Prioritizing biodiversity and carbon    pp667 - 668
Kristina J. Anderson-Teixeira
doi:10.1038/s41558-018-0242-6

Perspectives

 

Making carbon pricing work for citizens    pp669 - 677
David Klenert, Linus Mattauch, Emmanuel Combet, Ottmar Edenhofer, Cameron Hepburn et al.
doi:10.1038/s41558-018-0201-2

Ambitious carbon pricing reform is needed to meet climate targets. This Perspective argues that effective revenue recycling schemes should prioritize behavioural considerations that are aimed at achieving greater political acceptance.

 

Appraising geodiversity and cultural diversity approaches to building resilience through conservation    pp678 - 685
Chris Knudson, Kelly Kay & Scott Fisher
doi:10.1038/s41558-018-0188-8

This Perspective draws on two case studies to examine geodiversity and cultural diversity approaches to conservation currently used by US land trusts, and their complementary strengths and weaknesses in fostering climate resilience.

 

Current understanding and challenges for oceans in a higher-CO2 world    pp686 - 694
Catriona L. Hurd, Andrew Lenton, Bronte Tilbrook & Philip W. Boyd
doi:10.1038/s41558-018-0211-0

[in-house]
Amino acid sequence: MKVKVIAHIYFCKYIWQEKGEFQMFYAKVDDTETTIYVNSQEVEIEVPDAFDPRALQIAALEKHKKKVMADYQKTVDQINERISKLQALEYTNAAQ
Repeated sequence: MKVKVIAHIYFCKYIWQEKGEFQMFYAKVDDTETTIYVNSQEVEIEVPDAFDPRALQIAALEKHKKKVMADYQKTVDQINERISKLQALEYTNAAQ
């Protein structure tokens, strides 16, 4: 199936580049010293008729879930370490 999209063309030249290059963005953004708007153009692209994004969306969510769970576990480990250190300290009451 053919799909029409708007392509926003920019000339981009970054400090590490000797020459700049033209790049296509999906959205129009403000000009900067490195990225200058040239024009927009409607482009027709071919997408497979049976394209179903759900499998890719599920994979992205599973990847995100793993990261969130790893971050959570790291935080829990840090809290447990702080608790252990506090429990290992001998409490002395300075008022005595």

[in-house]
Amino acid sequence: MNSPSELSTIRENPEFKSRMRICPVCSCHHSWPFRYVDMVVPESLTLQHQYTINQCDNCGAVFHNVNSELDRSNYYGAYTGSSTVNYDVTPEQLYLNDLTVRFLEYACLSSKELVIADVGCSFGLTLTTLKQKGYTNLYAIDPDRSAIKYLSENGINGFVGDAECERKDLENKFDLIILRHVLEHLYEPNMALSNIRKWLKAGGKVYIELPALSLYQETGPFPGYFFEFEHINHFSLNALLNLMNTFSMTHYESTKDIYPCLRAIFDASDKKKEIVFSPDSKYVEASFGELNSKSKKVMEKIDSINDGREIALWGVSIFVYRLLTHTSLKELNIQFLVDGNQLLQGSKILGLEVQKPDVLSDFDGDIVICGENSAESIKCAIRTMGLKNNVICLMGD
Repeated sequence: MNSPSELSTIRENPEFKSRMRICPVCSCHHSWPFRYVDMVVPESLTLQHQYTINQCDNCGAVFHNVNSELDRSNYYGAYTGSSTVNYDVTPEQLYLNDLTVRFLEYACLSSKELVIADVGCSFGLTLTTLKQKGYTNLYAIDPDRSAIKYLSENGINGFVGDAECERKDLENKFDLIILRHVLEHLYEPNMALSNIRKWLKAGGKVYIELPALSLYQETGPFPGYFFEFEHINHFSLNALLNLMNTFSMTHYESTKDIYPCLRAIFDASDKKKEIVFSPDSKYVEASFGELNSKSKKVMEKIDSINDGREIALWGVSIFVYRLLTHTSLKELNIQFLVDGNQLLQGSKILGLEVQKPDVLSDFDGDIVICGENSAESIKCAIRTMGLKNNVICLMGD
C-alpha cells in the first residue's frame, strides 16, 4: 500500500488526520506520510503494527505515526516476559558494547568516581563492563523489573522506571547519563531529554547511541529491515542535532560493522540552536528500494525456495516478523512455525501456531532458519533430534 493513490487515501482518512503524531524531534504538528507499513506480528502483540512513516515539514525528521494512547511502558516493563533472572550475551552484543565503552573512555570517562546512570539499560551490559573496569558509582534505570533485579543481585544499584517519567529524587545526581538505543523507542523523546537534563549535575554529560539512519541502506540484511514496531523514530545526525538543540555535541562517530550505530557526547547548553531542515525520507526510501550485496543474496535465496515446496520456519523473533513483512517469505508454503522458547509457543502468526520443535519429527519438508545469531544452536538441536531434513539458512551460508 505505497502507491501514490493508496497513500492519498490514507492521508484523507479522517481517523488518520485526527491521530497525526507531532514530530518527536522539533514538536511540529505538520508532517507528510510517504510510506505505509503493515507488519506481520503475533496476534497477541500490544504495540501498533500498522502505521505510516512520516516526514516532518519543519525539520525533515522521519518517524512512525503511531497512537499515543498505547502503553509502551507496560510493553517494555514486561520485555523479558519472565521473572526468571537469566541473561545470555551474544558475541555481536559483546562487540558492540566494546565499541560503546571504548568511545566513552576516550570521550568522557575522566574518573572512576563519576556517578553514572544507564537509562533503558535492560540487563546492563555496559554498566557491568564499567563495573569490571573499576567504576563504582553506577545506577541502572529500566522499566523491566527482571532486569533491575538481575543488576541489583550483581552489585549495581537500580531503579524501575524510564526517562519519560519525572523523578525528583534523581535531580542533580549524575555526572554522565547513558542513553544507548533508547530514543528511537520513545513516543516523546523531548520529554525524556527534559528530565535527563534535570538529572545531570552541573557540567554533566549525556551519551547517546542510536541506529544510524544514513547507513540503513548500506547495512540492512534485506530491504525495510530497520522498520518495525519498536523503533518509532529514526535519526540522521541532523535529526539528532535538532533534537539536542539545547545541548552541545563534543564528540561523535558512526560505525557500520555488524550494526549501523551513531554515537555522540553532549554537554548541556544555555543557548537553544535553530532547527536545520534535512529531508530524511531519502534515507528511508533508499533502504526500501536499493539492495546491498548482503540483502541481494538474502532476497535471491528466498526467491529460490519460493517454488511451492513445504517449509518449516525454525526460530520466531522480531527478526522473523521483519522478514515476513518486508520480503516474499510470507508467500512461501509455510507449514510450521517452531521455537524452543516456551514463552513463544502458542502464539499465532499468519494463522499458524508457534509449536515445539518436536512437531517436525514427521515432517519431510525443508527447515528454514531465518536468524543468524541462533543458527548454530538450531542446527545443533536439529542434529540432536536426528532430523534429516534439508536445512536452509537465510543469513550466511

Ocean acidification, a result of increased levels of CO2, impacts the marine environment and its biology. This Perspective presents the current understanding of the issue and highlights future directions for research.

 

Letters

 

The threat of political bargaining to climate mitigation in Brazil    pp695 - 698
Pedro R. R. Rochedo, Britaldo Soares-Filho, Roberto Schaeffer, Eduardo Viola, Alexandre Szklo et al.
doi:10.1038/s41558-018-0213-y

Political bargaining has the potential to reverse Brazil's deforestation control efforts. Integrated assessment modelling shows that weaker environmental governance threatens the country's ability to achieve emissions consistent with a 2 °C goal.

 

Risk of increased food insecurity under stringent global climate change mitigation policy    pp699 - 703
Tomoko Hasegawa, Shinichiro Fujimori, Petr Havlík, Hugo Valin, Benjamin Leon Bodirsky et al.
doi:10.1038/s41558-018-0230-x

Economy-wide GHG emissions reductions may negatively affect food security. Stringent mitigation policies, modelled as carbon prices, are shown to lead to an increase in production costs, food prices and the population's risk of hunger.